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Echocardiography

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Abstract

Echocardiography is probably the single most useful tool available for assessment of cardiac disease, with the possible exception of physical examination. Echocardiography is safe and versatile, giving information about both cardiac structure and function. Nevertheless, echocardiography findings should always be interpreted in the context of other clinical findings and all echocardiography results should be integrated to produce a plausible ‘story’. In other words, physical examination findings, chamber enlargement and Doppler echocardiography findings should all be consistent with one another. The echocardiographer needs to be more than just a good ultrasonographer. In addition to possessing the technical skills to record standard imaging planes in a variety of patients, the echocardiographer should have a good understanding of cardiac pathophysiology and of the haemodynamic effect of different diseases and lesions. Although a standardized protocol should form the basis of every echocardiography study, some ability to ‘think on one’s feet’ enables additional questions to be answered during the course of the examination. The following topics are addressed: Types of echocardiography; Technique; Chamber measurements; Systolic function; Valve function; and Interpretation.

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Figures

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11.1 Types of echocardiography.
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11.2 PW spectral Doppler recording of aortic blood flow. Velocity (m/s) is displayed along the y axis and time is displayed along the x axis. An ECG is shown for reference.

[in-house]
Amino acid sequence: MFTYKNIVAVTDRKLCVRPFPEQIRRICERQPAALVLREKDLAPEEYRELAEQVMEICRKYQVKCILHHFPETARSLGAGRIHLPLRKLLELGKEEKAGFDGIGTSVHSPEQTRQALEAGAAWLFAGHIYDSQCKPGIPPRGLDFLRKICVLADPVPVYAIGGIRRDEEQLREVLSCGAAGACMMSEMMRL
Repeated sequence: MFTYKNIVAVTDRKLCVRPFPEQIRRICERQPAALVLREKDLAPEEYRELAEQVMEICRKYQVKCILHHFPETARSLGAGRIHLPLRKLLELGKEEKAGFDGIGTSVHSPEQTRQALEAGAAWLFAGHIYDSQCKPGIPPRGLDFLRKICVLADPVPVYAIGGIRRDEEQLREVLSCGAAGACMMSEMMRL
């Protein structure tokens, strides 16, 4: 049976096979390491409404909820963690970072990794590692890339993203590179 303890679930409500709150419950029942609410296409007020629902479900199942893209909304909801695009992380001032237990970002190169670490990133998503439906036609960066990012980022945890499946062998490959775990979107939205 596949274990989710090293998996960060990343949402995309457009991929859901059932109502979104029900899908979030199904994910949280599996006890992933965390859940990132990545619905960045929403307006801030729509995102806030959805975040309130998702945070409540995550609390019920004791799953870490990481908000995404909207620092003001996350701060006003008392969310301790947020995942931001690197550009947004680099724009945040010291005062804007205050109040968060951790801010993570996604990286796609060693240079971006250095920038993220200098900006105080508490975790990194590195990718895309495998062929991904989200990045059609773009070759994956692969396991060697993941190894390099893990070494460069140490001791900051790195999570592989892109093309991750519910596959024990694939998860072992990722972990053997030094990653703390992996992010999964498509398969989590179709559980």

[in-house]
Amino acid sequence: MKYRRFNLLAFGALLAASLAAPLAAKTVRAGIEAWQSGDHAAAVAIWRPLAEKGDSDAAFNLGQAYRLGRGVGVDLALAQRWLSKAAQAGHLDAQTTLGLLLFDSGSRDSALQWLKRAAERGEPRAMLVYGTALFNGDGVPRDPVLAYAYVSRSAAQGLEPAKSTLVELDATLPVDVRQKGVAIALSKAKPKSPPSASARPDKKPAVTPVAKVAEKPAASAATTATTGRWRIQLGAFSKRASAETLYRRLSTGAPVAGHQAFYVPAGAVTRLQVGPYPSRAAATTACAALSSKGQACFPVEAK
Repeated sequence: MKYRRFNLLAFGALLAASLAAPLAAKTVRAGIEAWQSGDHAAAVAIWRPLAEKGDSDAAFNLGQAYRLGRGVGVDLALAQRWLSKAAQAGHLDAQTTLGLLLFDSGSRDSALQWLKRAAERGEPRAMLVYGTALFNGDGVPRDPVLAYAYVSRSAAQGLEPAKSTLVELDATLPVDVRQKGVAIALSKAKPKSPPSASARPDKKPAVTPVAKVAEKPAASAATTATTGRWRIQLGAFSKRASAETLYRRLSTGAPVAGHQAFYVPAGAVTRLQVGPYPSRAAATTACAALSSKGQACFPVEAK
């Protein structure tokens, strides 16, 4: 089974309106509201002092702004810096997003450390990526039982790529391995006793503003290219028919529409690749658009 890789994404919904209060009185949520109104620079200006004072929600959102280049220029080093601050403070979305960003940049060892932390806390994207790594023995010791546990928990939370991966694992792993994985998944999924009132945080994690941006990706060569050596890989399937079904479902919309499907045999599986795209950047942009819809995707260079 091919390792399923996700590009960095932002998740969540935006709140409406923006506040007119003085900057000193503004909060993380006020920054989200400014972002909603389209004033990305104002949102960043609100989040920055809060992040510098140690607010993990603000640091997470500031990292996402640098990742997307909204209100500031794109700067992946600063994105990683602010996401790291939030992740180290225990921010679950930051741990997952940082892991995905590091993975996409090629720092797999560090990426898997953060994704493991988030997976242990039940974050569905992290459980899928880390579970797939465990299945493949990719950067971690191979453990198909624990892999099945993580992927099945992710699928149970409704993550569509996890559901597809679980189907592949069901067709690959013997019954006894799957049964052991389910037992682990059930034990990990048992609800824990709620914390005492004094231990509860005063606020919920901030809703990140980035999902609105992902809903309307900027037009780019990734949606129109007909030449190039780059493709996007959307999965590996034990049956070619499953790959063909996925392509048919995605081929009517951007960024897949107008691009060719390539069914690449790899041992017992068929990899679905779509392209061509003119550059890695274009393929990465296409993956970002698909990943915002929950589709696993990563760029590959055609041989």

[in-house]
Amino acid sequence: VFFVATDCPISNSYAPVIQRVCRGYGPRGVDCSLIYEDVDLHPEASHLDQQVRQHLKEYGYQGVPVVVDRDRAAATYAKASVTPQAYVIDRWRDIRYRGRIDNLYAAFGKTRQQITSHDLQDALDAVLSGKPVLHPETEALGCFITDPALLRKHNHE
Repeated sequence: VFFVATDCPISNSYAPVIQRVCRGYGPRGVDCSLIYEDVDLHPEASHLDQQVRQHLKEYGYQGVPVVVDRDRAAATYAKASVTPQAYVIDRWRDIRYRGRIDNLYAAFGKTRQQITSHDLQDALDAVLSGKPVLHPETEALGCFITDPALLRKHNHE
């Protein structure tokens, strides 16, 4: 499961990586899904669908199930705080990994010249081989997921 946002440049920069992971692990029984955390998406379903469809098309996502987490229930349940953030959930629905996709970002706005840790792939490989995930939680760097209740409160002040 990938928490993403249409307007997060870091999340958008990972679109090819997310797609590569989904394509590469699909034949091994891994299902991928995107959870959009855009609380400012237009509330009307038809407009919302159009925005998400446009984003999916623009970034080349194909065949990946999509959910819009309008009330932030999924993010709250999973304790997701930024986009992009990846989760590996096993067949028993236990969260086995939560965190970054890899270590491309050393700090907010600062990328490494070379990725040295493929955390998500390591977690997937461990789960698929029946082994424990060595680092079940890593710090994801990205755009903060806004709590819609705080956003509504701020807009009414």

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11.3 PW spectral Doppler recording of mitral valve inflow (above the baseline during diastole) with an aliased signal during systole caused by high velocity mitral regurgitation.
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11.4 Normal approximate pressures (mmHg) in the cardiac chambers and great vessels. Right-sided heart chambers are blue, left-sided heart chambers are red. Drawn by S.J. Elmhurst BA Hons (www.livingart.org.uk) and reproduced with her permission
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11.5 Standard right-sided echocardiographic views. Ao = Aorta; AoV = Aortic valve; LA = Left atrium; LV = Left ventricle; LVOT = Left ventricular outflow tract; MV = Mitral valve; PA = Pulmonary artery; RA = Right atrium; RV = Right ventricle; RVOT = Right ventricular outflow tract.
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11.6 Standard left-sided echocardiographic views. Ao = Aorta; LA = Left atrium; LAur = Left auricular appendage; LV = Left ventricle; LVOT = Left ventricular outflow tract; RA = Right atrium; RAur = Right auricular appendage; RV = Right ventricle. PA = Pulmonary artery; RVOT = Right ventricular outflow tract.
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11.7 Normal PW spectral Doppler echocardiographic views.
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11.8 Measurement of LA dimensions. Ao = Aorta; LA = Left atrium; LV = Left ventricle.
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11.9 Measurement of LV dimensions. LV = Left ventricle; LVDd = Left ventricular diameter in diastole; LVDs = Left ventricular diameter in systole.
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11.11 Measurement of left ventricular wall thickness. IVSd = Interventricular septal thickness in diastole; LV = Left ventricle; LVFWd = Left ventricular free wall thickness in diastole.
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11.12 2D right parasternal short-axis view at the level of the papillary muscle in a cat. The interventricular septal thickness is shown by the green arrow. The white arrow indicates a false tendon, which can easily be mistaken for the endocardial surface of the LV (falsely increasing wall thickness).
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11.13 Measurement of left ventricular systolic function. LV = Left ventricle; LVDd = Left ventricular diameter in diastole; LVDs = Left ventricular diameter in systole.
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11.15 Left apical four chamber view (zoomed) showing a jet of mitral regurgitation at the closed mitral valve. The colour aliases from blue to yellow at the proximal flow convergence region (white arrow). The ‘neck’ of the jet (vena contracta, black arrow) corresponds with the regurgitant orifice diameter.
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11.17 Differential diagnosis for abnormalities of chamber dimensions and valves. LA = Left atrium; LV = Left ventricle; RA = Right atrium; RV = Right ventricle.

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